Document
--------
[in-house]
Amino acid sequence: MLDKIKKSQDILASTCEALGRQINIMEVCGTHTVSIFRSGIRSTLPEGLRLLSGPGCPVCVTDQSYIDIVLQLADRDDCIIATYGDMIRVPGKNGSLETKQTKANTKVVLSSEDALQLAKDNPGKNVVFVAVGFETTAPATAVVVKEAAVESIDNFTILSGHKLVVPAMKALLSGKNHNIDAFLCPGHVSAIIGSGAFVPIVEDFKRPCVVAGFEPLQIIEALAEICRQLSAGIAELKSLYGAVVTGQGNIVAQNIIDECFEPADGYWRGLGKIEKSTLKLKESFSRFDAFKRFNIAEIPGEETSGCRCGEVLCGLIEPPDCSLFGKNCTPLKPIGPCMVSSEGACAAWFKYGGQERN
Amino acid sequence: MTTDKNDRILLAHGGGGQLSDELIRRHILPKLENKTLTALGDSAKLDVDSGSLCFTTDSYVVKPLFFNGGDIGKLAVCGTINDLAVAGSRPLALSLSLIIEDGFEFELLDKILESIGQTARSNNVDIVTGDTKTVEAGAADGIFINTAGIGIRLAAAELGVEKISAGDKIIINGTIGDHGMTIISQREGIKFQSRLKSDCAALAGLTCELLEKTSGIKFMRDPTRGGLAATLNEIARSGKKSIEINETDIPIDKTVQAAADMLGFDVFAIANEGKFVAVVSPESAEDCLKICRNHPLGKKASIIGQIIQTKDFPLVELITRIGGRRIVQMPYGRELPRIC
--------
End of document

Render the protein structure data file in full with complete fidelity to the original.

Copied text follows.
[in-house]
Amino acid sequence: MLDKIKKSQDILASTCEALGRQINIMEVCGTHTVSIFRSGIRSTLPEGLRLLSGPGCPVCVTDQSYIDIVLQLADRDDCIIATYGDMIRVPGKNGSLETKQTKANTKVVLSSEDALQLAKDNPGKNVVFVAVGFETTAPATAVVVKEAAVESIDNFTILSGHKLVVPAMKALLSGKNHNIDAFLCPGHVSAIIGSGAFVPIVEDFKRPCVVAGFEPLQIIEALAEICRQLSAGIAELKSLYGAVVTGQGNIVAQNIIDECFEPADGYWRGLGKIEKSTLKLKESFSRFDAFKRFNIAEIPGEETSGCRCGEVLCGLIEPPDCSLFGKNCTPLKPIGPCMVSSEGACAAWFKYGGQERN
Amino acid sequence: MTTDKNDRILLAHGGGGQLSDELIRRHILPKLENKTLTALGDSAKLDVDSGSLCFTTDSYVVKPLFFNGGDIGKLAVCGTINDLAVAGSRPLALSLSLIIEDGFEFELLDKILESIGQTARSNNVDIVTGDTKTVEAGAADGIFINTAGIGIRLAAAELGVEKISAGDKIIINGTIGDHGMTIISQREGIKFQSRLKSDCAALAGLTCELLEKTSGIKFMRDPTRGGLAATLNEIARSGKKSIEINETDIPIDKTVQAAADMLGFDVFAIANEGKFVAVVSPESAEDCLKICRNHPLGKKASIIGQIIQTKDFPLVELITRIGGRRIVQMPYGRELPRIC